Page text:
Great War Wednesday: 1916–Breaker of Nations


The first tanks appeared on the battlefield during 1916.

The year 1916 served as opening night of a danse macabre for which the two preceding years of combat had been mere dress rehearsals. This middle year of the war would see many, if not most of the battles which would become touchstones of nations in their collective memories of the Great War.

At a small French fortress town called Verdun the German High Command would make the ill-fated decision to “bleed France white” and the cream of a generation of two nations would perish before the high walls of the mighty fortress which rang with the battle-cry “ON NE PASSERANT PAS! They shall not pass!” The battle would last most of the year with casualties considered staggering by even the standards of the Great War.

Later in the year, Britain would launch the much rehearsed and anticipated offensive along the Somme River. Pitched by the British military leaders as a backbreaking blow to end the stalemate along the Western Front, the months long Battle of the Somme began with what remains the worst single day of death in the long and storied battle history of the British Isles as 60,000 men — one fifth of the TOTAL British casualties of the twelve year long Napoleonic Wars — died in the battle’s opening act as the British had to face the question of just whose back was being broken.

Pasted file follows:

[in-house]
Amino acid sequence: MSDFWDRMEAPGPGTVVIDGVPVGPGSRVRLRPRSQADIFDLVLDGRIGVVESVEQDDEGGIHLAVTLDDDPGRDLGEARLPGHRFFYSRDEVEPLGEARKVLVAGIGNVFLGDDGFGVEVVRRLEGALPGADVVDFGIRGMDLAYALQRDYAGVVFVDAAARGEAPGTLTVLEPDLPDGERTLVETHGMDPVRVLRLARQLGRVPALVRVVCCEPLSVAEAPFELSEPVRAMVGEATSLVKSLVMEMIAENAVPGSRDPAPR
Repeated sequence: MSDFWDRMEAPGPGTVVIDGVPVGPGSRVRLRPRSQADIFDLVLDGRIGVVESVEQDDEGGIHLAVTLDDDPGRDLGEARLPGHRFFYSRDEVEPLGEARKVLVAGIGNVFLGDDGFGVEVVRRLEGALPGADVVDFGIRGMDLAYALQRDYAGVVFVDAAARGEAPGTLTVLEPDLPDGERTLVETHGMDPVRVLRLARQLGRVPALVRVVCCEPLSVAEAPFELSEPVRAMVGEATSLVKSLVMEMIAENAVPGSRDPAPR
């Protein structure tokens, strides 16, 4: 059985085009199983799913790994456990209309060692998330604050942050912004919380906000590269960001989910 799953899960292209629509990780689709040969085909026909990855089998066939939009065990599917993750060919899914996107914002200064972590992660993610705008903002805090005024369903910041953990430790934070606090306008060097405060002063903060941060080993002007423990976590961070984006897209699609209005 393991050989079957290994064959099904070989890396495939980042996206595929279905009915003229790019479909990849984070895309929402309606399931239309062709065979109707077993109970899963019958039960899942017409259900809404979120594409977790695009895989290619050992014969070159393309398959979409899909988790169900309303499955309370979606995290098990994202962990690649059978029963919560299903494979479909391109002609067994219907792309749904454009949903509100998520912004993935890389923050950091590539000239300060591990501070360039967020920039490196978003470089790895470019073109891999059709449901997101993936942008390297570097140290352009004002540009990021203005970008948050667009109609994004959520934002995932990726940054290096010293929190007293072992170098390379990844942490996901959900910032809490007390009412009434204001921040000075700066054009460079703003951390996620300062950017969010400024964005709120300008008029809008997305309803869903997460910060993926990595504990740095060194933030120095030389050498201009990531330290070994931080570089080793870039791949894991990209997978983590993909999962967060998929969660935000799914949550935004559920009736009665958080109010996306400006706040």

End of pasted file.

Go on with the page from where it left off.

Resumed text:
1916 would see the only full scale engagement between the German High Seas Fleet and the Royal Navy’s Home Fleet in the entire war. What the naval history of World War One lacked in frequency, it made up for in magnitude as The Battle of Jutland became the largest surface-ship-only naval battle in world history.

In the south, Italy and Austria-Hungary would fight five more Battles of the Isonzo River to little effect besides mass carnage. Meanwhile in the East, the Russian bear would awaken in a mighty way and show just what the largest army in the world could do when led by an effective general. In the few short weeks of the Brusilov Offensive, Russia very nearly knocked Austria-Hungary completely out of the war.

The year would see other nations join the war as well with Italy declaring war on Germany in addition to Austria-Hungary and Romania entered the war on the side of the Entente’ powers, a decision she would instantly regret. Still, all eyes looked across the Atlantic to see what the greatest neutral of all — America — would do. Would she stand beside her mother country and fight with the Entente’ or would she side with the Central Powers and crush Britain and France forever? As 1916 progressed, the only certainty was uncertainty.

Love y’all and keep those feet clean.

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